Your Pelvic Pain May Be Interstitial Cystitis
With pelvic pain, you may feel an overall heaviness often described as a bowling ball lying on your intestines, or sometimes, the pain can occur in isolated spots of intense sharp or searing burning sensations that can feel like bee stings. Regardless of the type or location of the pain, finding the cause can get you one step closer to living pain-free.
The most common causes of pelvic pain are endometriosis, reproductive cancer, ovarian cysts or uterine fibroids. However, if you’ve considered these options and cannot find a cause, you and your doctor could look into interstitial cystitis as a possible answer. This condition can cause pelvic pain similar to that of reproductive conditions and can be diagnosed with a simple procedure.
What is interstitial cystitis?
Interstitial cystitis is a bladder condition that results in chronic pelvic pain and inflammation. This is more common in women but can also affect men. Symptoms include abdominal heaviness and discomfort, frequent and urgent need to urinate, tenderness, intense pelvic pain and increased pain when urinating.
Known as painful bladder syndrome, the pangs of this condition confuse the nerves in your bladder to make you feel like you need to urinate more frequently. Interstitial cystitis causes bladder wall stiffness, which can weaken your bladder and impair bladder capacity, leading to more frequent bathroom breaks.
Certain activities can trigger symptoms, such as intense exercise, sexual activity, sitting for long periods and pelvic inflammation caused by menstruation. These triggers often cause patients to alter their lifestyles in an attempt to cope. Unfortunately, these alterations can severely impact their quality of life.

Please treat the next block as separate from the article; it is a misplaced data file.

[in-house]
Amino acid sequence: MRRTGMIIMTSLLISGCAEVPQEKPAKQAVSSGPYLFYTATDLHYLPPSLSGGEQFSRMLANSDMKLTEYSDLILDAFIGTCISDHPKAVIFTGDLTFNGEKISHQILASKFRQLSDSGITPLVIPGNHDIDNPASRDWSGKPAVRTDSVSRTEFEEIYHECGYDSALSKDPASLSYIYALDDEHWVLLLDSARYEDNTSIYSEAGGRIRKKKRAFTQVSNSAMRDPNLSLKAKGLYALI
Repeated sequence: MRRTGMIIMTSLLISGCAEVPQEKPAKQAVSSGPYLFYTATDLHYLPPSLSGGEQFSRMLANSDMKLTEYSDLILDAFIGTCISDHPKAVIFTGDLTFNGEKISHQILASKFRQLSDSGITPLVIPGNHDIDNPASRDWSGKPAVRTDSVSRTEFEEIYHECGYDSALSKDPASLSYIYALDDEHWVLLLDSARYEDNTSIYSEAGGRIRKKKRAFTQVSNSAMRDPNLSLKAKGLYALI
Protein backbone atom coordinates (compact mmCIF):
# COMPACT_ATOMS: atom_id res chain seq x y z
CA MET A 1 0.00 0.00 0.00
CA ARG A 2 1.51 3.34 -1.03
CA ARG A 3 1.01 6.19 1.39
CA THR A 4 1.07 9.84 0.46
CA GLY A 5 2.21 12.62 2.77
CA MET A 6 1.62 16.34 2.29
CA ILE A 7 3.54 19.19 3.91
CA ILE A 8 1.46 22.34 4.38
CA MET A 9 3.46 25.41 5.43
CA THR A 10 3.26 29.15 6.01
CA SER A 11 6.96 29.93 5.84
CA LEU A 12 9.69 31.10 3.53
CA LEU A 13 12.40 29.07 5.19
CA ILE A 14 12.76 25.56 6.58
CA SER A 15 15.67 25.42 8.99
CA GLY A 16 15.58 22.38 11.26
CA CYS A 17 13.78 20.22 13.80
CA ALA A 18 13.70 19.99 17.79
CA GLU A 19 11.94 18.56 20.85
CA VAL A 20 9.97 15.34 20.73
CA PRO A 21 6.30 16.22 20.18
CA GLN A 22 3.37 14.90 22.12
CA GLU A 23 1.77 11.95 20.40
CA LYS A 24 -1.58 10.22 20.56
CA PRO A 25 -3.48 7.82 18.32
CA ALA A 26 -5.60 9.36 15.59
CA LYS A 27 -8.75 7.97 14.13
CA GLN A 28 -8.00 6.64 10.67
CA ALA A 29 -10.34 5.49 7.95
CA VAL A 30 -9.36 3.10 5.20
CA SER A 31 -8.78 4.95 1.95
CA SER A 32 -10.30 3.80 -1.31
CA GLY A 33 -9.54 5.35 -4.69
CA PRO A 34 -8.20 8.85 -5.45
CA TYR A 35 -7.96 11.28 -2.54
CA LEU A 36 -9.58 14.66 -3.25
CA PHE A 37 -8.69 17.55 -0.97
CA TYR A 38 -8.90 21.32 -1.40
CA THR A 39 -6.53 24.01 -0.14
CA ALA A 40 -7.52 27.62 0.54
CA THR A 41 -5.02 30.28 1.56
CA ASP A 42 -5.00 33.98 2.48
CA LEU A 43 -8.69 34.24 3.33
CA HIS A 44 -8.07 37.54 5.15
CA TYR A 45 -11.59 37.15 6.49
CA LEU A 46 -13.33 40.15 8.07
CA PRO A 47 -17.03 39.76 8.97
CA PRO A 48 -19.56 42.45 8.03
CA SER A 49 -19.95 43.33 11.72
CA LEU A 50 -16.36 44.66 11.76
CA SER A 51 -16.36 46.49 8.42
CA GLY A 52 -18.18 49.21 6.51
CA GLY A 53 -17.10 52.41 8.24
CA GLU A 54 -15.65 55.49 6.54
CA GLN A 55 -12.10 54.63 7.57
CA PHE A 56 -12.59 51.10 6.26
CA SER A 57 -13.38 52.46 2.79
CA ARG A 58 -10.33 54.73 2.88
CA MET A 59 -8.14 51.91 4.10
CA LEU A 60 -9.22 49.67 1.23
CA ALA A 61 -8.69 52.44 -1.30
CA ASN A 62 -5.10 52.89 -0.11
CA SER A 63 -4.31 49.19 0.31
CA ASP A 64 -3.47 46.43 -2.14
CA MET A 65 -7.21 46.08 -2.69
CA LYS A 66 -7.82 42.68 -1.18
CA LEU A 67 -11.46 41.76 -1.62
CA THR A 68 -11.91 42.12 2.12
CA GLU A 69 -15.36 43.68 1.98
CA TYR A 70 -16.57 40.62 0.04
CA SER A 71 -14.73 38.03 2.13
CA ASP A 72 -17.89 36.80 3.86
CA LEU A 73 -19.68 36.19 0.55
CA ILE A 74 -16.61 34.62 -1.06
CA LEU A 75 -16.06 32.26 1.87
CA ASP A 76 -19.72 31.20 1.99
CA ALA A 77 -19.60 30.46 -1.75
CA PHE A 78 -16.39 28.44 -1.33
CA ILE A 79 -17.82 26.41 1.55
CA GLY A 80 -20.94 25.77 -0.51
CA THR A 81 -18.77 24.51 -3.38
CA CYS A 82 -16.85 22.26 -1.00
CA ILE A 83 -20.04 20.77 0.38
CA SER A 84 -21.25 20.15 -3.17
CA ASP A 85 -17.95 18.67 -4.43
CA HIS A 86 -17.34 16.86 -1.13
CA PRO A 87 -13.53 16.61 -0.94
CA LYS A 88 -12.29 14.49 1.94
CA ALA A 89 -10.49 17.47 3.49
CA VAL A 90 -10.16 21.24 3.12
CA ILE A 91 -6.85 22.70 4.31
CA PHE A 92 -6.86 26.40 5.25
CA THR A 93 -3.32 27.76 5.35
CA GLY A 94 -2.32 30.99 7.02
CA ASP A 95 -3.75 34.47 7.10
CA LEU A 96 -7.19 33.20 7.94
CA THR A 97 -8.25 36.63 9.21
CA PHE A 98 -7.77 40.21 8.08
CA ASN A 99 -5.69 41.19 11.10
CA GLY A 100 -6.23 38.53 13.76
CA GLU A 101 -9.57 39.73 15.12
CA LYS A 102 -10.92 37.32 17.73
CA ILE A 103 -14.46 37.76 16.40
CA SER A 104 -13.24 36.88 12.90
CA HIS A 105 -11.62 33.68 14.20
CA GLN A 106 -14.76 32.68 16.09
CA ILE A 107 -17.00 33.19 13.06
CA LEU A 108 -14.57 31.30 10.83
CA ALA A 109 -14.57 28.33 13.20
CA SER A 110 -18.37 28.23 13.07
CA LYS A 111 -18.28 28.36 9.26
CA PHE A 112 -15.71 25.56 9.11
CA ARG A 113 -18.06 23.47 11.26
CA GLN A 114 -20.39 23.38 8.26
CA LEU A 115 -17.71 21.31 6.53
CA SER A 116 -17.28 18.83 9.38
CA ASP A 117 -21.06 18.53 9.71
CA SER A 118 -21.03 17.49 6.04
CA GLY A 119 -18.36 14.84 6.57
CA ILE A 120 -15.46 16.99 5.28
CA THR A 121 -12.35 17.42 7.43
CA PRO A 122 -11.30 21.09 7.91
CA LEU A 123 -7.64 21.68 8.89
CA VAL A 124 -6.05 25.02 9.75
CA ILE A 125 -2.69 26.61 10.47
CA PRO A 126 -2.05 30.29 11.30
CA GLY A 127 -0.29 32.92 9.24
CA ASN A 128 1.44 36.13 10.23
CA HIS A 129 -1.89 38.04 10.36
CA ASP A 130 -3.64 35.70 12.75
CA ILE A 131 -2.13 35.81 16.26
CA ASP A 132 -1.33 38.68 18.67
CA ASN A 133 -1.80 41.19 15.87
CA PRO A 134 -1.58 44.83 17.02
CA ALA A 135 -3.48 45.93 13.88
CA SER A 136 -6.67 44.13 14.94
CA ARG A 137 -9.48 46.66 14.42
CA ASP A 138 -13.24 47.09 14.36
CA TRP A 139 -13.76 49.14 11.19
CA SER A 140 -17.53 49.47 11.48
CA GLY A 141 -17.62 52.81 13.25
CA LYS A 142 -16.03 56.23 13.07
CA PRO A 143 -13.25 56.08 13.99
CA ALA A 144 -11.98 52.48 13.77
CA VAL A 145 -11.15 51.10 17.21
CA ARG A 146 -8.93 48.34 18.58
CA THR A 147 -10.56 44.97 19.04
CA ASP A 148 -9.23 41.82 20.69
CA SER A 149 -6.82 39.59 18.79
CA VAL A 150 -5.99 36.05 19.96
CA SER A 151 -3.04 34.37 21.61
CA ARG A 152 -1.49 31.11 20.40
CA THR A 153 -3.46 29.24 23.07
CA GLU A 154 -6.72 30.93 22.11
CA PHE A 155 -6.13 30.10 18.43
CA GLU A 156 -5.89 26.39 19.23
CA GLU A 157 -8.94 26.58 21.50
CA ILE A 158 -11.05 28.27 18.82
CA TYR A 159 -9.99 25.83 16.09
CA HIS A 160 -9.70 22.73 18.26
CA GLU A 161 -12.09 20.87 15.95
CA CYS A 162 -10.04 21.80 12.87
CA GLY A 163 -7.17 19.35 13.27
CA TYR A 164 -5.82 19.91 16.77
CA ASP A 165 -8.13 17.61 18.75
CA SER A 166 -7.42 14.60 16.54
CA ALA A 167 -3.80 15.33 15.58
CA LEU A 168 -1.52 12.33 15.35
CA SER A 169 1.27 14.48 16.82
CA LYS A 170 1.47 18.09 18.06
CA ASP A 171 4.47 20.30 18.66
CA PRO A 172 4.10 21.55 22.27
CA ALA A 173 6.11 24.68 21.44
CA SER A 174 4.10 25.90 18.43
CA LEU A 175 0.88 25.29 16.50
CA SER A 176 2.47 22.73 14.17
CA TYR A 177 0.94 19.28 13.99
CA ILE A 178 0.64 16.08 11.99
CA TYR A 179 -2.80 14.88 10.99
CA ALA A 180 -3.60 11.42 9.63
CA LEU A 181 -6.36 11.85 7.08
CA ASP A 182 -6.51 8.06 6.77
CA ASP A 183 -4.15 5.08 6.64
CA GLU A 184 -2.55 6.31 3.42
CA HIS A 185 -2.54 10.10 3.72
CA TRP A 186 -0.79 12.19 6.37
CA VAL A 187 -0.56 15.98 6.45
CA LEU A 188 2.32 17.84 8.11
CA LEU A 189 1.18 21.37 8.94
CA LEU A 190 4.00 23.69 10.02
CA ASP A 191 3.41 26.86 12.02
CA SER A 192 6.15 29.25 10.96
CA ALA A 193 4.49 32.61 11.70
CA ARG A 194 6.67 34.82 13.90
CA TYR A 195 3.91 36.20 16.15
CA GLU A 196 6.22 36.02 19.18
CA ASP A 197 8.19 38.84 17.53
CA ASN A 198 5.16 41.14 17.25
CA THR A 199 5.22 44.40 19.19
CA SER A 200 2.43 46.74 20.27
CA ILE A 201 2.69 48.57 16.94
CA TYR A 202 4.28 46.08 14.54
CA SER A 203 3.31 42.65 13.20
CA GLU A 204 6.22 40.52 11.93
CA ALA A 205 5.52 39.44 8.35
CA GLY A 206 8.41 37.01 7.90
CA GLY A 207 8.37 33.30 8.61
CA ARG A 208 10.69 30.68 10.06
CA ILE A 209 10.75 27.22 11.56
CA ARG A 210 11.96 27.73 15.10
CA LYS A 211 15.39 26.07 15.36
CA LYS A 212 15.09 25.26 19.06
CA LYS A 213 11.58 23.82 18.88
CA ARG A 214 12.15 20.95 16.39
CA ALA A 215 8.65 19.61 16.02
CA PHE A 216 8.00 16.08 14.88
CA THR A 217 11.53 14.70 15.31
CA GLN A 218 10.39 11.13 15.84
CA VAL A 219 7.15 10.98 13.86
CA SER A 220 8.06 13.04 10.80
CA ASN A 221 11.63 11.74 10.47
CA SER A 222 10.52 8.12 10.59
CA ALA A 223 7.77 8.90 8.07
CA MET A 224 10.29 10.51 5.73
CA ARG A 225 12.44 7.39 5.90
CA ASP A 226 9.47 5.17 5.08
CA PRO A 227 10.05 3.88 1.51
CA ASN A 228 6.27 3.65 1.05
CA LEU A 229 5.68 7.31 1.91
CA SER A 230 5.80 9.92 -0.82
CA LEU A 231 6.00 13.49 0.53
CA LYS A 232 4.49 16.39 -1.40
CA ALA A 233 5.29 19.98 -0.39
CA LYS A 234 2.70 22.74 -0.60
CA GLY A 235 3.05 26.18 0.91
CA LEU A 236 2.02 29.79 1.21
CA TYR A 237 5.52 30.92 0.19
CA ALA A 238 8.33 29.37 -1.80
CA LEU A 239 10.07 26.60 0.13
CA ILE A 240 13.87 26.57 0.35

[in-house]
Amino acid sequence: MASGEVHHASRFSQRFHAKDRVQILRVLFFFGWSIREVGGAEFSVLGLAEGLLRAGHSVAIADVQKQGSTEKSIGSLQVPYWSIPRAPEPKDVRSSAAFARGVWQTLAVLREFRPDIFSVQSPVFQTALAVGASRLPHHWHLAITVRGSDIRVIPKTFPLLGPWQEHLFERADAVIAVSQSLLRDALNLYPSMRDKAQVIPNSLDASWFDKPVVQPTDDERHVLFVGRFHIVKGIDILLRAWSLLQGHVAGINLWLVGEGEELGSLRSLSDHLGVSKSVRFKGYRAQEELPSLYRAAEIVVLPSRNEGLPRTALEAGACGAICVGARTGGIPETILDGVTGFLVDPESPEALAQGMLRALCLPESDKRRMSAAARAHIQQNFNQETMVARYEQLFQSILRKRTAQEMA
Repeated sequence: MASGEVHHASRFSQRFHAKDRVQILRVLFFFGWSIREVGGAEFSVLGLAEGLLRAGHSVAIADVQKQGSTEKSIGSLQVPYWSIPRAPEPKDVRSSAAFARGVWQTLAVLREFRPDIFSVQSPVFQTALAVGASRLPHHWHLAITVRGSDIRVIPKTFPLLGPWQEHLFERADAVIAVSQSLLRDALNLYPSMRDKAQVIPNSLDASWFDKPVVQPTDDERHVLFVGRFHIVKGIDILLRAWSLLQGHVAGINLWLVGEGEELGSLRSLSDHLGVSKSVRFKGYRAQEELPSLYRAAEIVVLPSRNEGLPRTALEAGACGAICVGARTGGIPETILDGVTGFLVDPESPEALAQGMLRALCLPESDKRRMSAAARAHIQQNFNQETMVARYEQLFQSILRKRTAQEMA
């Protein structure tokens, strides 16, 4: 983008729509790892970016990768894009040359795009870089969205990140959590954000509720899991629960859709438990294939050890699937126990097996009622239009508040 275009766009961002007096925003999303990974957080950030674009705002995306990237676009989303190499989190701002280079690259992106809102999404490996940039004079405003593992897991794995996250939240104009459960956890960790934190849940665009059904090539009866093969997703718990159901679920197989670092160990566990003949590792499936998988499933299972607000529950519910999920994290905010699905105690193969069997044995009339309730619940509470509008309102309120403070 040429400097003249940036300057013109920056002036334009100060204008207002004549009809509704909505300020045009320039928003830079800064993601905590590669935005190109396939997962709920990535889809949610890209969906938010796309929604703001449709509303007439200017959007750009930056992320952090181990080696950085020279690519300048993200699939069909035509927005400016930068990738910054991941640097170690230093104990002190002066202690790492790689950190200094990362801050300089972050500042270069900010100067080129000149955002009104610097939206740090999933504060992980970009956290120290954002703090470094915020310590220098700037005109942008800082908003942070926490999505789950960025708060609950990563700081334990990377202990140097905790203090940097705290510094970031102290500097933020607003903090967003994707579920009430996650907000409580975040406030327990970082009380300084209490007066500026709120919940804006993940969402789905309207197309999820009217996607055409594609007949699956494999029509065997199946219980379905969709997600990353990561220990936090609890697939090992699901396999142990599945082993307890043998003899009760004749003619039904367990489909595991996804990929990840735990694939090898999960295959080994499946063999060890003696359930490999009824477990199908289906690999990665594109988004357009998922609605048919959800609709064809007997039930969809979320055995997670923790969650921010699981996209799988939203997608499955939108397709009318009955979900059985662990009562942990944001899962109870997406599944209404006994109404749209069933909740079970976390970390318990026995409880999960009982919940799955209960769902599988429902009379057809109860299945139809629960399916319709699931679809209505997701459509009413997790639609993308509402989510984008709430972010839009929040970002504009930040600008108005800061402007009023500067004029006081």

Diagnosing and treating interstitial cystitis
Diagnosing your condition often begins with discussing symptoms with your doctor who will perform a pelvic exam to pinpoint the source of your pain. Depending on the findings, your doctor will likely order a urinalysis to rule out a possible UTI and will also recommend a cystoscopy to examine the bladder walls.
A cystoscopy is a procedure where your doctor inserts a tiny camera into your bladder through the urethra. This procedure provides images of your bladder walls to document signs of inflammation, scarring or stiffening that are indicative of interstitial cystitis.
Once diagnosed, your doctor can prescribe medicine to address your chronic pain, but you should also consider lifestyle and dietary alterations to reduce the frequency of painful attacks. Secondary pelvic issues can often make your pelvic pain worse, so maintaining regular gynecological exams can be important in maintaining your condition.
The most frustrating part of this condition is that many people seek medical intervention to maintain their lifestyle only to find out that their lifestyle may be part of the problem. While the reasons are unknown, researchers have learned stressful lifestyles can intensify the symptoms of interstitial cystitis and chronic pelvic pain. For many people, this could mean a change of career if sitting for long periods and a stressful environment are common in their line of work.
Living with interstitial cystitis
In addition to lifestyle changes, taking antidepressants, anti-inflammatory drugs and antihistamines can help relax the bladder walls, which can reduce the need for frequent urination and reduce bladder inflammation. Your doctor may also recommend bladder installations that apply the medication directly to the lining of the bladder. The process of managing your interstitial cystitis can take time, but communicating your symptoms with your doctor will increase your chances of recovery.